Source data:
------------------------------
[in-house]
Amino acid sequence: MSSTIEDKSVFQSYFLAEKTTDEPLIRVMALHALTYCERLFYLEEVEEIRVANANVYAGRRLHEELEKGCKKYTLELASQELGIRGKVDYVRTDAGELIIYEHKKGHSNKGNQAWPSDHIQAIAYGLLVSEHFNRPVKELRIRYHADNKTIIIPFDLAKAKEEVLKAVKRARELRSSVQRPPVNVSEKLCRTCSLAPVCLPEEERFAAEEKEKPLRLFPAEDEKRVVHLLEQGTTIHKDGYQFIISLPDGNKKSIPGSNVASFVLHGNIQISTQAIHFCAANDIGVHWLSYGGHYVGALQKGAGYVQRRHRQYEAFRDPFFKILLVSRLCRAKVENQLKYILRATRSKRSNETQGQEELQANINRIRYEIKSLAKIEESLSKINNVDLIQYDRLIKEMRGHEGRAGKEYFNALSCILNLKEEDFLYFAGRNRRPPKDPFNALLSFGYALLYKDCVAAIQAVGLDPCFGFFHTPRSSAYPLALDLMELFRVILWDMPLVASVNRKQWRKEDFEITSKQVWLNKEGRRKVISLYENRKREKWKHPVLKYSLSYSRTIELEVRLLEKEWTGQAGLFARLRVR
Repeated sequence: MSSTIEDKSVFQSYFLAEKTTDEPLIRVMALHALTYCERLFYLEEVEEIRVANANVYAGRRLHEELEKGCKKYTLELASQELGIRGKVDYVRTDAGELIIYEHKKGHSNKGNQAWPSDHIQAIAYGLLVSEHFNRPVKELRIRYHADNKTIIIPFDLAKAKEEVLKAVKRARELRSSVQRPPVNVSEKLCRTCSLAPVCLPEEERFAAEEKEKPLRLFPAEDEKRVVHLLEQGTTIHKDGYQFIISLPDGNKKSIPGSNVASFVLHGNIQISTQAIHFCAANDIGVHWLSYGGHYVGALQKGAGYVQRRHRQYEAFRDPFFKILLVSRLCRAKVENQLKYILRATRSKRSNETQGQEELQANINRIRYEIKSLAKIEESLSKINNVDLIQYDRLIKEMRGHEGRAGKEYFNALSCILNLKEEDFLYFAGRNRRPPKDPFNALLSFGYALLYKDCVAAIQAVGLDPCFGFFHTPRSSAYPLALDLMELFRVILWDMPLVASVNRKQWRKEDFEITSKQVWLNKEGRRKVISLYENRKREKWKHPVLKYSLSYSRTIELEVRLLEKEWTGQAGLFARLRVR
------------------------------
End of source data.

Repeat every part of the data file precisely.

[in-house]
Amino acid sequence: MSSTIEDKSVFQSYFLAEKTTDEPLIRVMALHALTYCERLFYLEEVEEIRVANANVYAGRRLHEELEKGCKKYTLELASQELGIRGKVDYVRTDAGELIIYEHKKGHSNKGNQAWPSDHIQAIAYGLLVSEHFNRPVKELRIRYHADNKTIIIPFDLAKAKEEVLKAVKRARELRSSVQRPPVNVSEKLCRTCSLAPVCLPEEERFAAEEKEKPLRLFPAEDEKRVVHLLEQGTTIHKDGYQFIISLPDGNKKSIPGSNVASFVLHGNIQISTQAIHFCAANDIGVHWLSYGGHYVGALQKGAGYVQRRHRQYEAFRDPFFKILLVSRLCRAKVENQLKYILRATRSKRSNETQGQEELQANINRIRYEIKSLAKIEESLSKINNVDLIQYDRLIKEMRGHEGRAGKEYFNALSCILNLKEEDFLYFAGRNRRPPKDPFNALLSFGYALLYKDCVAAIQAVGLDPCFGFFHTPRSSAYPLALDLMELFRVILWDMPLVASVNRKQWRKEDFEITSKQVWLNKEGRRKVISLYENRKREKWKHPVLKYSLSYSRTIELEVRLLEKEWTGQAGLFARLRVR
Repeated sequence: MSSTIEDKSVFQSYFLAEKTTDEPLIRVMALHALTYCERLFYLEEVEEIRVANANVYAGRRLHEELEKGCKKYTLELASQELGIRGKVDYVRTDAGELIIYEHKKGHSNKGNQAWPSDHIQAIAYGLLVSEHFNRPVKELRIRYHADNKTIIIPFDLAKAKEEVLKAVKRARELRSSVQRPPVNVSEKLCRTCSLAPVCLPEEERFAAEEKEKPLRLFPAEDEKRVVHLLEQGTTIHKDGYQFIISLPDGNKKSIPGSNVASFVLHGNIQISTQAIHFCAANDIGVHWLSYGGHYVGALQKGAGYVQRRHRQYEAFRDPFFKILLVSRLCRAKVENQLKYILRATRSKRSNETQGQEELQANINRIRYEIKSLAKIEESLSKINNVDLIQYDRLIKEMRGHEGRAGKEYFNALSCILNLKEEDFLYFAGRNRRPPKDPFNALLSFGYALLYKDCVAAIQAVGLDPCFGFFHTPRSSAYPLALDLMELFRVILWDMPLVASVNRKQWRKEDFEITSKQVWLNKEGRRKVISLYENRKREKWKHPVLKYSLSYSRTIELEVRLLEKEWTGQAGLFARLRVR